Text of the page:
"The Ood. They came from a distant world. They voyaged across the stars. All with one purpose..." "Do you take milk and sugar?"
IN THIS ONE... The Doctor and Donna visit an Ood farm.
REVIEW: The Ood are really the first successful new alien race of the new series with great prosthetics, iconic voices, etc. The problem is that they're not monsters, they only LOOK like monsters, so any reuse of them as a threat would require some thought. I'm not sure "thought" is how I would describe Planet of the Ood's chief ingredient. Because they're a slave race, a rebellion is kind of an obvious tack, no problem there, but the execution is questionable. First you have the "red eye", which was used in The Satan Pit to indicate possession by the Beast. A lethal Ood here also red-eyes without supernatural help, which at first made me wonder if the Beast was merely activating some natural (and creepy) biological function, but no, Toby also red-eyed, and humans can't change the color of their irises like that. Yep, it's nonsense. That's the watch word here. The Ood inexplicably using their translator balls as weapons. A guard sends his troops away to hunt the Doctor with a giant crane-claw. A giant brain with a digestive system. A man turned into an Ood suddenly after drinking some kind of suspended DNA for years. It's all nonsense. With lots of running, shouting and shooting thrown in. Yay. My favorite.
What isn't nonsense is the episode's emotional content. Donna is particularly great, asking the questions no one's thought to ask and recognizing instinctively how the Ood's peaceful mindset would have evolved from their biological condition. And more even than in the previous episode, it's her empathy that wins us over. At first look, you'd think Donna, shouting at the world (and I do love how her first reaction to danger is irritation, not fear), would be a self-centered person. She really isn't. She sweetly comforts a dying Ood seconds after being revolted by its appearance. She questions slavery in any context, something the Doctor does not. And she can't bear to hear the Ood's sad Song of Captivity, it's too much for her. She's disappointed with the future, an echo of Suzie's "is there only filth out there" speech in Torchwood.
So it's too bad that the regulars don't actually do anything except bear witness to these "historical" events. In fact, this is the closest to a pure historical Doctor Who's had in a long time! Invented future history, yes, but the principle is the same. Think about it. The Friends of the Ood would still have freed the giant brain, Halpen would still have been turned into an Ood by Ood Sigma, the Ood would still have thrown off the chains of slavery, all without the Doctor, Donna's help. And at the end, the Doctor's awkwardly narrating what happens in epilogue, as if recalling what he read in the history books (I suppose he's plugged into the Ood's galactic telepathic field, but the scene is the same as how Hartnell ended a lot of stories). It's like a Doctor-lite story, but with the Doctor running around as the audience's proxy, talking to everyone and getting the exposition out of them, or else explaining what's happening for our benefit. I say "explaining", but the moment when he says "It all makes sense now" is the moment it STOPS making sense for me. And there's every indication that the writer (Keith Temple, in this case) was given a checklist and/or was rewritten to include as many of the "memes" Series 4 is supporting - a prophecy of endings, someone's lobotomy, asexual reproduction/transformation, the "Doctor-Donna", the bees, etc. - as possible. I used to think this was clever, but now I just find it distracting.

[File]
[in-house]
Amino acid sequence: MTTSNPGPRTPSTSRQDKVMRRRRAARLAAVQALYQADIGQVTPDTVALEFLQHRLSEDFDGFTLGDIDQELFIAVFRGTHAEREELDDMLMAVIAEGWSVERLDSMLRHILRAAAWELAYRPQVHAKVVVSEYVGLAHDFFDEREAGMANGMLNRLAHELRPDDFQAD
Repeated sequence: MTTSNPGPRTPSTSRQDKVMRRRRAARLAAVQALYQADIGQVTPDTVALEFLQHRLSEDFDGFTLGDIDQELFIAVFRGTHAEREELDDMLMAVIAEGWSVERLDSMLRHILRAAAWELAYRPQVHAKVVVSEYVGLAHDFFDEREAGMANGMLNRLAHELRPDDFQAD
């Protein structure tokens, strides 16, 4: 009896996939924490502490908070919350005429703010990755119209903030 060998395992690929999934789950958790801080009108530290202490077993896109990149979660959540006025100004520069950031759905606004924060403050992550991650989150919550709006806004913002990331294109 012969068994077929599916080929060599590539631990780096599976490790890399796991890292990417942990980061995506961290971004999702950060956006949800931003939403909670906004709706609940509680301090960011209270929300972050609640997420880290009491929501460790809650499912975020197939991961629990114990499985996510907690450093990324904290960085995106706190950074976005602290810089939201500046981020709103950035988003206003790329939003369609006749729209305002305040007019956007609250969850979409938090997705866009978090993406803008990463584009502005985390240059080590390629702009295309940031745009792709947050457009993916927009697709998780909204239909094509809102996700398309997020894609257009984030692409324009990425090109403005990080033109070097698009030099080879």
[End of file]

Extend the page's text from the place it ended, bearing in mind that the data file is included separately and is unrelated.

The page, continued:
VERSIONS: The DVD includes deleted scenes, including a long one in which the Doctor confronts Halpen during the press conference, where the later FOTO reference (Friends of the Ood) is explained. There's also an extended version of Halpen discussing the company's Ood trouble with his staff and a but where the Doctor and Donna go out of bounds, their map of the complex in hand.
SECOND OPINIONS: My original review, Singing Songs of Donna (Among Other Things), tracks all the aforementioned memes and references.
REWATCHABILITY: Medium - It looks quite pretty (certainly love the ad it opens with) and engages on an emotional level, but the plot is filled with nonsense and keeps our heroes in a strictly observational role. That's OUR role.